Unusually, the easy-to-read quartet of volumes - A Touch of Evil - has been compiled by an unlikely, first-time writer. That's the 46-year-old textile tycoon, Dhruv Somani, who had to self-finance the book project, although his father would repeatedly request him to focus on their family business exclusively.
In the event, Dhruv would slog away on his laptop after office hours, besides collecting memorabilia, photographs, facts and trivia galore from every source imaginable, ranging from film distributors to shops in Mumbai's Chor Bazaar aka The Thieves' Market. "It was a difficult task but my wife and three children were very supportive and would even proof-read and suggest rewrites. So I never felt alone or worried that I had gone insane," Dhruv elaborates when I meet him at his tastefully-appointed penthouse overlooking the famed Marine Drive seafront.
Compelled to market the book online and at a few select stores, the tycoon-cum-Bollywood fanatic, may not have recovered his investment of several lakhs of rupees, but says optimistically, "By promoting the book on social media, over 200 copies have already been sold. And to my delight, the demand has been escalating. I know its price is a bit steep at Rs. 5,999 (Dh317), but since it's a collector's item, the sales have picked up steadily and surely."
Next on Dhruv's to-do itinerary is a factoid-filled book on the career graph of Zeenat Aman, whom he sighs he fell in love with when he was a school kid. He's been trying to meet her for a chat but hasn't lucked out so far.
The second good read of the season - Yeh Un Dinon Ki Baat Hai (loosely translated as 'once upon a time') - is by a research scholar from Gurgaon, on the outskirts of Delhi. The 40-year-old Yasir Abbasi spent years tracking down articles, pen-portraits and commentaries written for a clutch of now-defunct Urdu magazines.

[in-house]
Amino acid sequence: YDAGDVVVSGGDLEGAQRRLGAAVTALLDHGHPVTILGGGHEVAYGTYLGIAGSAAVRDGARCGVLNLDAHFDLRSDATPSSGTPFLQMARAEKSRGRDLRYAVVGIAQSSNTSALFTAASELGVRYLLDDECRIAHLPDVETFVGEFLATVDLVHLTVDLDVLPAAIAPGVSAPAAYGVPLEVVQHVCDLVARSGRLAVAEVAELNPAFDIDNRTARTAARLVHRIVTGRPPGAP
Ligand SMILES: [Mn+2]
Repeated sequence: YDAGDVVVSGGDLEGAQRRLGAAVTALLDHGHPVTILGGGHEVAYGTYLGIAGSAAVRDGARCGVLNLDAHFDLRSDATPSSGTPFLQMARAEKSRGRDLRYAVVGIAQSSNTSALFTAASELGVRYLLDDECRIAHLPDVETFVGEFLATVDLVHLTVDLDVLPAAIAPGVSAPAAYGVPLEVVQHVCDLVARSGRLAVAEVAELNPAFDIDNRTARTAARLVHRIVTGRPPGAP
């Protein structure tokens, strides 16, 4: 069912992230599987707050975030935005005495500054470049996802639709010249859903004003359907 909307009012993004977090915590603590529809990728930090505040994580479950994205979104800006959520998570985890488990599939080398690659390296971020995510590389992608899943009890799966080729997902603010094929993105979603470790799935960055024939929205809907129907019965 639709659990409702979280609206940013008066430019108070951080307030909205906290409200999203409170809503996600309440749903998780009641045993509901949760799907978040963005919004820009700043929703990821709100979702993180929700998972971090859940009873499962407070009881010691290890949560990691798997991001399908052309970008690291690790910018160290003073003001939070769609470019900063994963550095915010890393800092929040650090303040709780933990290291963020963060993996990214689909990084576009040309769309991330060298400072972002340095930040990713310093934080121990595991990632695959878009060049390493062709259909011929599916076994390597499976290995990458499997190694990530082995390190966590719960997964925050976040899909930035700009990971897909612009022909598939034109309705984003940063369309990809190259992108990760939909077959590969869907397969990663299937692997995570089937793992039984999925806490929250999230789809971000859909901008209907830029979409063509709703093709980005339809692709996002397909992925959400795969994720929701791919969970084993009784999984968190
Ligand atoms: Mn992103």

While opening up the folds of the past, Abbasi's aim was to convey that there was a time when Urdu spelt chaste prose and heartspeak from film personalities writing about their colleagues.
Indeed, the most moving segment in the book, published by Bloomsbury, is an obituary written by Nargis Dutt for Meena Kumari. The title of the obit - Maut Mubarak Ho (congratulations for your death) - speaks for itself. Meena Kumari, who was dubbed as the tragedy queen, had led a troubled life ever since she was a child star. During her last years, she had drowned herself in melancholia. Her end at the age of 38 came in 1972, shortly after the release of the classic musical Pakeezah. Nargis' ode to her colleague is perhaps like none other ever attempted on paper - frank, empathetic and critical of the merciless ethos of the film industry.
In addition, Balraj Sahni's reflections on the film industry, and an account by scriptwriter-playwright Javed Siddiqi on his experience of working with Satyajit Ray on Shatranj Ke Khilari (1977), are must-reads for any film connoisseur.
Last, but absolutely not the least, for a good re-read, I'd suggest Romancing With Life, the authorised biography of Dev Anand, published by Penguin in 2007 during his lifetime. He was to pass away four years later. As racy and ever-alive as the legendary producer-director-actor himself, the book is more than likely to return a smile to your face.
In the tradition of his memorable entertainers - whether in black-and-white or colour - Dev Anand's recap of his life is for forever.